The Met Gala is one of the biggest fashion events in the calendar and calls on guests to follow a specific dress code which matches the theme of the spring exhibition at the Metropolitan Museum of Art’s Costume Institute.
Next year’s theme, which follows this year’s contentious choice of "Heavenly Bodies: Fashion and the Catholic Imagination", is “Camp: Notes on Fashion” and the event will be co-chaired by Lady Gaga, Harry Styles, Serena Williams and Gucci’s Alessandro Michele.
The exhibition, curated by Andrew Bolton and Wendy Yu, is framed around Susan Sontag’s 1964 essay titled Notes on "Camp" which describes the concept as a “love of the unnatural: of artifice and exaggeration… style at the expense of content.”
While there is no clear definition of what constitutes as “camp”, Sontag found it in an array of cultural references, from Flash Gordon comics and Busby Berkeley movies to chinoiserie and the Art Nouveau movement.
It has since become synonymous with an avant-garde theatrical aesthetic, which manifests in fashion via heavy in bright colours and intricate patterns.
According to Vogue’s Hamish Bowles, it’s a style that has been encapsulated by Gucci since Michele took over as creative director in 2015, hence why the Italian designer has been appointed as one of the event’s co-chairs.
"We are going through an extreme camp moment,” Bolton tells The New York Times, “and it felt very relevant to the cultural conversation to look at what is often dismissed as empty frivolity but can be actually a very sophisticated and powerful political tool, especially for marginalised cultures.
"Whether it's pop camp, queer camp, high camp or political camp - Trump is a very camp figure - I think it's very timely."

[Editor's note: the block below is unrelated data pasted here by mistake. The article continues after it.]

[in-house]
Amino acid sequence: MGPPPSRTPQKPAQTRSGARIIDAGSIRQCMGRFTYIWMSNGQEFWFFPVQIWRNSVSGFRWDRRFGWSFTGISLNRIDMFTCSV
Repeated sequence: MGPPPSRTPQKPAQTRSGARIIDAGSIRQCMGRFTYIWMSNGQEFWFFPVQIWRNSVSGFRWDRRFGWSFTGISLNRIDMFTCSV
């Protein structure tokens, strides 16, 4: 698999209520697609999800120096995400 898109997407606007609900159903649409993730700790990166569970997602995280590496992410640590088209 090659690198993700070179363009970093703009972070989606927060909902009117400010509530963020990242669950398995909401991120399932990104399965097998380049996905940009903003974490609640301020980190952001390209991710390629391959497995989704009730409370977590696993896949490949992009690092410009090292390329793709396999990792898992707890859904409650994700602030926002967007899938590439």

There will be a total of 175 pieces in the exhibition, which will include a mix of menswear and womenswear and works of art relating to the theme.
Divided into two parts, the exhibit will initially present the origins of camp as a concept, which Bolton finds in the Stonewall riots and its use in the LGBT community.
Then it will move on to examine how camp has influenced mainstream fashion, cropping up in collections by Balenciaga, Prada and Vetements in addition to Gucci, of course.
“Sontag in her essay said not everything is camp, but since I have been working on the show, I have started to think it is everywhere, and that all fashion is on some level camp,” Bolton said, adding that his aim with the exhibition is to show the world just how ubiquitous the concept is.
The gala will take place on 6 May and will be hosted by Anna Wintour, editor of Vogue and artistic director of Condé Nast, who handpicks a number of celebrity co-chairs each year.
Wintour's selection of Michele is fairly obvious - Bowles has said the exhibition is “made possible by Gucci” - as is the choice of Styles, who has fronted two major campaigns for the Italian fashion house and regularly wears the brand on tour.
The same could be said for Lady Gaga, who was renowned for a number of eccentric outfits (including one made out of raw beef and another made from “bubbles”) which defined her sartorial identity in her early career.
Aside from recently fronting the cover of Vogue, Wintour’s choice to include Williams in the line-up of quirky style mavericks is not entirely clear.
But considering some of the most notable fashion moments at the Met Gala are those that have been almost entirely unexpected, the tennis champion’s inclusion is no bad thing.
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